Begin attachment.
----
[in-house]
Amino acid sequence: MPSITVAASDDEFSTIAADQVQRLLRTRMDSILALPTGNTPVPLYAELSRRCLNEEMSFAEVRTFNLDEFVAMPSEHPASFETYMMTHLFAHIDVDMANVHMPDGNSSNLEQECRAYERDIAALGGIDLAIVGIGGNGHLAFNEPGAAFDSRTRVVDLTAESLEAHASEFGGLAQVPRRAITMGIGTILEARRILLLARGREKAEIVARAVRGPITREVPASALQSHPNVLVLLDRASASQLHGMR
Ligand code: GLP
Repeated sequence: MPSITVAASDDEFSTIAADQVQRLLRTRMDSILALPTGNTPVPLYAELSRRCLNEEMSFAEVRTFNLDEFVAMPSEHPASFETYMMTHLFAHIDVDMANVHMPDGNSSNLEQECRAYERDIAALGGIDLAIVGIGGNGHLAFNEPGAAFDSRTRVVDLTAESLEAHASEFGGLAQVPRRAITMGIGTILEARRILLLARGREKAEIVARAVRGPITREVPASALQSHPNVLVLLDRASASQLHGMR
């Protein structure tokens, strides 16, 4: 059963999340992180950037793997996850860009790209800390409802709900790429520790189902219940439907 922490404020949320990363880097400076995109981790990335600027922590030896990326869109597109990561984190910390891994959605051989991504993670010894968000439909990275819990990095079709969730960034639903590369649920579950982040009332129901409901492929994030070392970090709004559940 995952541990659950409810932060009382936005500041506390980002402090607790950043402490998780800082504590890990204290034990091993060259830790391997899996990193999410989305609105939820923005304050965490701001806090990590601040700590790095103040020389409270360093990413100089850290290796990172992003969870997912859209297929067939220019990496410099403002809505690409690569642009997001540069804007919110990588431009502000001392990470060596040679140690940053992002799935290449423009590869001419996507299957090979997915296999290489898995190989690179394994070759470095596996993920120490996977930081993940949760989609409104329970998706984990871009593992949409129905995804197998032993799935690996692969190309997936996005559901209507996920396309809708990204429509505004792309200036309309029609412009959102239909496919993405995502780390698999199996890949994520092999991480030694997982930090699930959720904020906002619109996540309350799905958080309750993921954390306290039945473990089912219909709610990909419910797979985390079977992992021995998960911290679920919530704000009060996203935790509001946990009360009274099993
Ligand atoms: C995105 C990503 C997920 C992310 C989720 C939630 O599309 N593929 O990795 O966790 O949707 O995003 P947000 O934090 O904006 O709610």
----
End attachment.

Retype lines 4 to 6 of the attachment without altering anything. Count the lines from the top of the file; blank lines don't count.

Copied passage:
Repeated sequence: MPSITVAASDDEFSTIAADQVQRLLRTRMDSILALPTGNTPVPLYAELSRRCLNEEMSFAEVRTFNLDEFVAMPSEHPASFETYMMTHLFAHIDVDMANVHMPDGNSSNLEQECRAYERDIAALGGIDLAIVGIGGNGHLAFNEPGAAFDSRTRVVDLTAESLEAHASEFGGLAQVPRRAITMGIGTILEARRILLLARGREKAEIVARAVRGPITREVPASALQSHPNVLVLLDRASASQLHGMR
């Protein structure tokens, strides 16, 4: 059963999340992180950037793997996850860009790209800390409802709900790429520790189902219940439907 922490404020949320990363880097400076995109981790990335600027922590030896990326869109597109990561984190910390891994959605051989991504993670010894968000439909990275819990990095079709969730960034639903590369649920579950982040009332129901409901492929994030070392970090709004559940 995952541990659950409810932060009382936005500041506390980002402090607790950043402490998780800082504590890990204290034990091993060259830790391997899996990193999410989305609105939820923005304050965490701001806090990590601040700590790095103040020389409270360093990413100089850290290796990172992003969870997912859209297929067939220019990496410099403002809505690409690569642009997001540069804007919110990588431009502000001392990470060596040679140690940053992002799935290449423009590869001419996507299957090979997915296999290489898995190989690179394994070759470095596996993920120490996977930081993940949760989609409104329970998706984990871009593992949409129905995804197998032993799935690996692969190309997936996005559901209507996920396309809708990204429509505004792309200036309309029609412009959102239909496919993405995502780390698999199996890949994520092999991480030694997982930090699930959720904020906002619109996540309350799905958080309750993921954390306290039945473990089912219909709610990909419910797979985390079977992992021995998960911290679920919530704000009060996203935790509001946990009360009274099993
Ligand atoms: C995105 C990503 C997920 C992310 C989720 C939630 O599309 N593929 O990795 O966790 O949707 O995003 P947000 O934090 O904006 O709610």